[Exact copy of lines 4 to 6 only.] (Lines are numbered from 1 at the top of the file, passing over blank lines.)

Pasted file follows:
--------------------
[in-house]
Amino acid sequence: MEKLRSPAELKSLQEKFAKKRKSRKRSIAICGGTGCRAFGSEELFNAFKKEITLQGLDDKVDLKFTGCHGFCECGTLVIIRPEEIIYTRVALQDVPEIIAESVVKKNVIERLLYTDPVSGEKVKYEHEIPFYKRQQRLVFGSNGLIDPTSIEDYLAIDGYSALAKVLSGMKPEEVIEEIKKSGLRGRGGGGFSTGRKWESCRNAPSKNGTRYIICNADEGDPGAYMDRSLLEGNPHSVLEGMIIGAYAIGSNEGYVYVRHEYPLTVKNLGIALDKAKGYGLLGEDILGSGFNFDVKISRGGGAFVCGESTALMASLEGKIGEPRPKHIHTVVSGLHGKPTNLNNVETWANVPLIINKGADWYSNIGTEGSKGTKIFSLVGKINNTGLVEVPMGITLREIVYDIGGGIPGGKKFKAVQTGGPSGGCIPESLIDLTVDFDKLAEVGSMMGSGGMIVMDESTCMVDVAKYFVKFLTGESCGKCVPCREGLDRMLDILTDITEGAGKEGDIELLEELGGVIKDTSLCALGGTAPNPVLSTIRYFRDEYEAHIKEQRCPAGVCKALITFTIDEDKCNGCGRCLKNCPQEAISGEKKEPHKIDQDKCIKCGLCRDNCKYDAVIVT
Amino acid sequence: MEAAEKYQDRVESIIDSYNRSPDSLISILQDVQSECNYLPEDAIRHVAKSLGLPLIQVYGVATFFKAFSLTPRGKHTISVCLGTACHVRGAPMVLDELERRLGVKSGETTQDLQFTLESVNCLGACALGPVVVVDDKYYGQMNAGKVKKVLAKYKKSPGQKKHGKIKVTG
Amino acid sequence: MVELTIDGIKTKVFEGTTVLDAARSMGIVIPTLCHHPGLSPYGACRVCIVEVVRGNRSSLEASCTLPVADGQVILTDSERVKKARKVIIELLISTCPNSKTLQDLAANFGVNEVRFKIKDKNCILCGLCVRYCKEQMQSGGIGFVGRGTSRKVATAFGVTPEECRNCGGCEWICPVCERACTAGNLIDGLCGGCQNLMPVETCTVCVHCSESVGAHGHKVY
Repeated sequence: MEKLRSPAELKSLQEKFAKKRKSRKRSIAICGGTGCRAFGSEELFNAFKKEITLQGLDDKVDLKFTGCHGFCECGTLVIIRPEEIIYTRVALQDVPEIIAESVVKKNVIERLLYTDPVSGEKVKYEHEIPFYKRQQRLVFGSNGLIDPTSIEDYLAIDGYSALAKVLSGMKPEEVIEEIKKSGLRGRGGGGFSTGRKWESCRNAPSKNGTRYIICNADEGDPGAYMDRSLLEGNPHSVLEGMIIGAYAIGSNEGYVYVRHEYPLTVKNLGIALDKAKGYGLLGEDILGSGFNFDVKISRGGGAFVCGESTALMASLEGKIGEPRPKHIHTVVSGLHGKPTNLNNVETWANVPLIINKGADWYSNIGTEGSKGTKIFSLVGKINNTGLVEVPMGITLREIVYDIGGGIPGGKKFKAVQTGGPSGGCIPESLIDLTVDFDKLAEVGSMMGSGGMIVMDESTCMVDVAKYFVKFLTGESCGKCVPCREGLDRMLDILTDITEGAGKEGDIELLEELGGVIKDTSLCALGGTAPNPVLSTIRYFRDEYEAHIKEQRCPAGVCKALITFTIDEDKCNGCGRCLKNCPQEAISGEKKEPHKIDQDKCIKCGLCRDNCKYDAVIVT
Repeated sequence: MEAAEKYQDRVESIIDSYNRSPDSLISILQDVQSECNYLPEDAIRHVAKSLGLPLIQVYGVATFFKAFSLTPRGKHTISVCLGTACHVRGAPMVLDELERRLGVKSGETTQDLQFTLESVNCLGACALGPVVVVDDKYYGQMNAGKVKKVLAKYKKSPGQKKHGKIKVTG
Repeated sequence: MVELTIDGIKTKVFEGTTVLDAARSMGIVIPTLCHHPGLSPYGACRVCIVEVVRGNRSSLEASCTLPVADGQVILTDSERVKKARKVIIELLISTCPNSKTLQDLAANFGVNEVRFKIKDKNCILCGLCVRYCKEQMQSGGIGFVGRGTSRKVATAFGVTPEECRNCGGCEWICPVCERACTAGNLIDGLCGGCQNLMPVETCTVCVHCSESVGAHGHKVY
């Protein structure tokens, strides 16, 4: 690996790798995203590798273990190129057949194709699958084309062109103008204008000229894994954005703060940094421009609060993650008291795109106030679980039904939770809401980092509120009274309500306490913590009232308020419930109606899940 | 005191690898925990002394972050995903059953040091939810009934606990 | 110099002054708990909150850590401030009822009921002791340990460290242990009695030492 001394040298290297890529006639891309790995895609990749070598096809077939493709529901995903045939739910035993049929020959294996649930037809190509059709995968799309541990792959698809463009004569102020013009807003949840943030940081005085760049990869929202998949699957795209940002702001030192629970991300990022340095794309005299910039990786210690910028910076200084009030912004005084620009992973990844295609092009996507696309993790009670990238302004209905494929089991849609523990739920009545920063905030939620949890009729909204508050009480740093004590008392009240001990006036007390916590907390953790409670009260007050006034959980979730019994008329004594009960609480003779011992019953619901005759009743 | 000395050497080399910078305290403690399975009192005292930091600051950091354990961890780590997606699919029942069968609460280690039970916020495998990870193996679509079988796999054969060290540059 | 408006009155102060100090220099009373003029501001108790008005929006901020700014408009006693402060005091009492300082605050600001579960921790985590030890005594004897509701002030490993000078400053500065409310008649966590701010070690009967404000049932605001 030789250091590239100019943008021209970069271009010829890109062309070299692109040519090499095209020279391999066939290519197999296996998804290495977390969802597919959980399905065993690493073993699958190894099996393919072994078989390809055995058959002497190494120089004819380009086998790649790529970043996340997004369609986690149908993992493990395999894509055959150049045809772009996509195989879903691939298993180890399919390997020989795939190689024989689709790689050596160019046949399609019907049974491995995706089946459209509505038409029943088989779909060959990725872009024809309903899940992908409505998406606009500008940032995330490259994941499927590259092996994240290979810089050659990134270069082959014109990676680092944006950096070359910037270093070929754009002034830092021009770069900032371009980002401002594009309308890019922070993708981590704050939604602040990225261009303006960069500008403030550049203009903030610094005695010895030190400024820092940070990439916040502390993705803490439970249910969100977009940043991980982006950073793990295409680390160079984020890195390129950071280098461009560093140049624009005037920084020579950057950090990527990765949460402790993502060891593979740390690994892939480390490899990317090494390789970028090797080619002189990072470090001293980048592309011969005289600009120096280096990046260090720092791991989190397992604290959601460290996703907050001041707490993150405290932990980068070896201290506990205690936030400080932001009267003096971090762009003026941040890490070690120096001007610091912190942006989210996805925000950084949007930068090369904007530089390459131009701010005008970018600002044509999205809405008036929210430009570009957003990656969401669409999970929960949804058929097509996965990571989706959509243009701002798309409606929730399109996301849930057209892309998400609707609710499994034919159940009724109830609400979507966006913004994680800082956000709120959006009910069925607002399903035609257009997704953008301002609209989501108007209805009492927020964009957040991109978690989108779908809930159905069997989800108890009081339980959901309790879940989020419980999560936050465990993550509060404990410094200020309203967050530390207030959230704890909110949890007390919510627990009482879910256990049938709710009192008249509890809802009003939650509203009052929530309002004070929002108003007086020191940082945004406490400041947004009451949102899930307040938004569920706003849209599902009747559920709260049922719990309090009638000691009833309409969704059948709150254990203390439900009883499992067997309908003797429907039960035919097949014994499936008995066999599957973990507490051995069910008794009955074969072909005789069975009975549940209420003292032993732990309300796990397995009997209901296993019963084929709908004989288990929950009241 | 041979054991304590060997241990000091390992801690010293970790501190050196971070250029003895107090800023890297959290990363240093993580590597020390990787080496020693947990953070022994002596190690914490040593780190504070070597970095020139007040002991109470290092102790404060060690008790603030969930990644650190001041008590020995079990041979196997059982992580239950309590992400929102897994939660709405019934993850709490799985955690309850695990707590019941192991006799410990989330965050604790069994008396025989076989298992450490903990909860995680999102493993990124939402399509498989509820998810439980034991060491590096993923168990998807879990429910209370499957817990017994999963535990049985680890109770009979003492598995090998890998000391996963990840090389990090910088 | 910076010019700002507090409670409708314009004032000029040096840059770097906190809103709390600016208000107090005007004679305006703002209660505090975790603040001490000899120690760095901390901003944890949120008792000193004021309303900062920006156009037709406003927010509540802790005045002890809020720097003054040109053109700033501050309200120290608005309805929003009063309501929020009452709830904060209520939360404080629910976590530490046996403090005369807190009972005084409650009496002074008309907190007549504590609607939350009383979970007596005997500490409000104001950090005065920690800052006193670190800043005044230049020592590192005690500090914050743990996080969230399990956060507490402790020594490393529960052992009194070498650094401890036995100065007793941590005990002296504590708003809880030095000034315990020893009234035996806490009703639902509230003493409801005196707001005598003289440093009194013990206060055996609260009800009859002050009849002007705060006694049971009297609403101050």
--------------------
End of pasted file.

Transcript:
Amino acid sequence: MVELTIDGIKTKVFEGTTVLDAARSMGIVIPTLCHHPGLSPYGACRVCIVEVVRGNRSSLEASCTLPVADGQVILTDSERVKKARKVIIELLISTCPNSKTLQDLAANFGVNEVRFKIKDKNCILCGLCVRYCKEQMQSGGIGFVGRGTSRKVATAFGVTPEECRNCGGCEWICPVCERACTAGNLIDGLCGGCQNLMPVETCTVCVHCSESVGAHGHKVY
Repeated sequence: MEKLRSPAELKSLQEKFAKKRKSRKRSIAICGGTGCRAFGSEELFNAFKKEITLQGLDDKVDLKFTGCHGFCECGTLVIIRPEEIIYTRVALQDVPEIIAESVVKKNVIERLLYTDPVSGEKVKYEHEIPFYKRQQRLVFGSNGLIDPTSIEDYLAIDGYSALAKVLSGMKPEEVIEEIKKSGLRGRGGGGFSTGRKWESCRNAPSKNGTRYIICNADEGDPGAYMDRSLLEGNPHSVLEGMIIGAYAIGSNEGYVYVRHEYPLTVKNLGIALDKAKGYGLLGEDILGSGFNFDVKISRGGGAFVCGESTALMASLEGKIGEPRPKHIHTVVSGLHGKPTNLNNVETWANVPLIINKGADWYSNIGTEGSKGTKIFSLVGKINNTGLVEVPMGITLREIVYDIGGGIPGGKKFKAVQTGGPSGGCIPESLIDLTVDFDKLAEVGSMMGSGGMIVMDESTCMVDVAKYFVKFLTGESCGKCVPCREGLDRMLDILTDITEGAGKEGDIELLEELGGVIKDTSLCALGGTAPNPVLSTIRYFRDEYEAHIKEQRCPAGVCKALITFTIDEDKCNGCGRCLKNCPQEAISGEKKEPHKIDQDKCIKCGLCRDNCKYDAVIVT
Repeated sequence: MEAAEKYQDRVESIIDSYNRSPDSLISILQDVQSECNYLPEDAIRHVAKSLGLPLIQVYGVATFFKAFSLTPRGKHTISVCLGTACHVRGAPMVLDELERRLGVKSGETTQDLQFTLESVNCLGACALGPVVVVDDKYYGQMNAGKVKKVLAKYKKSPGQKKHGKIKVTG